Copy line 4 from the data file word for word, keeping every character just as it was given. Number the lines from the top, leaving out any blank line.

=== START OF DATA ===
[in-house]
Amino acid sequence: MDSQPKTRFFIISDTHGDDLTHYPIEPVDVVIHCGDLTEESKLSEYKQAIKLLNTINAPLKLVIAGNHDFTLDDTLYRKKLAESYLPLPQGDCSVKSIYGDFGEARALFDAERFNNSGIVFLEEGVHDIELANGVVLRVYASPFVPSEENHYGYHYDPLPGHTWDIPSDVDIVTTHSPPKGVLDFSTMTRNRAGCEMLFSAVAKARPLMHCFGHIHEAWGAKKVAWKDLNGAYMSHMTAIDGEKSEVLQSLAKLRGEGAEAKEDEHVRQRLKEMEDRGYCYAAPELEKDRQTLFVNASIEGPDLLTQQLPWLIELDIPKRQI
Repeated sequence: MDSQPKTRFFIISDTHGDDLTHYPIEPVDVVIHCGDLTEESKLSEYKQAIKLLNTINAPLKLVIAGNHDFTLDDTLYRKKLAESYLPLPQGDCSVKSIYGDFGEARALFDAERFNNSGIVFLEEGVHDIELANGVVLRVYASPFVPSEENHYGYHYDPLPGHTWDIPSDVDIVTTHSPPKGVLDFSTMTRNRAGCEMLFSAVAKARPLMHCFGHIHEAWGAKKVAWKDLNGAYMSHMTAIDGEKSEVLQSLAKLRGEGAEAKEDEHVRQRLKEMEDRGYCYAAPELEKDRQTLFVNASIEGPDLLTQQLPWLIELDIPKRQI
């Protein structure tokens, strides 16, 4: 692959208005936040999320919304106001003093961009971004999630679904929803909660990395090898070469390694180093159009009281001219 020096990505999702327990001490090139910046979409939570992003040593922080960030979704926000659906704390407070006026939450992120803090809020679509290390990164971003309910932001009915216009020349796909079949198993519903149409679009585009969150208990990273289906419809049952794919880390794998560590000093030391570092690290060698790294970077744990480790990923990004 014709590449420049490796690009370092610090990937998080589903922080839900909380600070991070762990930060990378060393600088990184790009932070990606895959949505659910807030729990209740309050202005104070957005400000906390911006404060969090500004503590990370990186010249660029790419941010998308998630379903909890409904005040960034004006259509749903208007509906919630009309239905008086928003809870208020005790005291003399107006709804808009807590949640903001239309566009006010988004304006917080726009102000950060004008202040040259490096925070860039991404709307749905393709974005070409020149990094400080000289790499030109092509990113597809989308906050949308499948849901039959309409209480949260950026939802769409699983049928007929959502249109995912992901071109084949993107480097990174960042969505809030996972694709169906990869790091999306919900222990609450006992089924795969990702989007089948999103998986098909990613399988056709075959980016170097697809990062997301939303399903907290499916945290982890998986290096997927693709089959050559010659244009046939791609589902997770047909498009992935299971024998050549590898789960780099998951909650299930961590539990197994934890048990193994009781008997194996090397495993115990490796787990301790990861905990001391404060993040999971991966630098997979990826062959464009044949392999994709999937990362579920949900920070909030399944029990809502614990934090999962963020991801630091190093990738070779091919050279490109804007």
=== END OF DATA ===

């Protein structure tokens, strides 16, 4: 692959208005936040999320919304106001003093961009971004999630679904929803909660990395090898070469390694180093159009009281001219 020096990505999702327990001490090139910046979409939570992003040593922080960030979704926000659906704390407070006026939450992120803090809020679509290390990164971003309910932001009915216009020349796909079949198993519903149409679009585009969150208990990273289906419809049952794919880390794998560590000093030391570092690290060698790294970077744990480790990923990004 014709590449420049490796690009370092610090990937998080589903922080839900909380600070991070762990930060990378060393600088990184790009932070990606895959949505659910807030729990209740309050202005104070957005400000906390911006404060969090500004503590990370990186010249660029790419941010998308998630379903909890409904005040960034004006259509749903208007509906919630009309239905008086928003809870208020005790005291003399107006709804808009807590949640903001239309566009006010988004304006917080726009102000950060004008202040040259490096925070860039991404709307749905393709974005070409020149990094400080000289790499030109092509990113597809989308906050949308499948849901039959309409209480949260950026939802769409699983049928007929959502249109995912992901071109084949993107480097990174960042969505809030996972694709169906990869790091999306919900222990609450006992089924795969990702989007089948999103998986098909990613399988056709075959980016170097697809990062997301939303399903907290499916945290982890998986290096997927693709089959050559010659244009046939791609589902997770047909498009992935299971024998050549590898789960780099998951909650299930961590539990197994934890048990193994009781008997194996090397495993115990490796787990301790990861905990001391404060993040999971991966630098997979990826062959464009044949392999994709999937990362579920949900920070909030399944029990809502614990934090999962963020991801630091190093990738070779091919050279490109804007």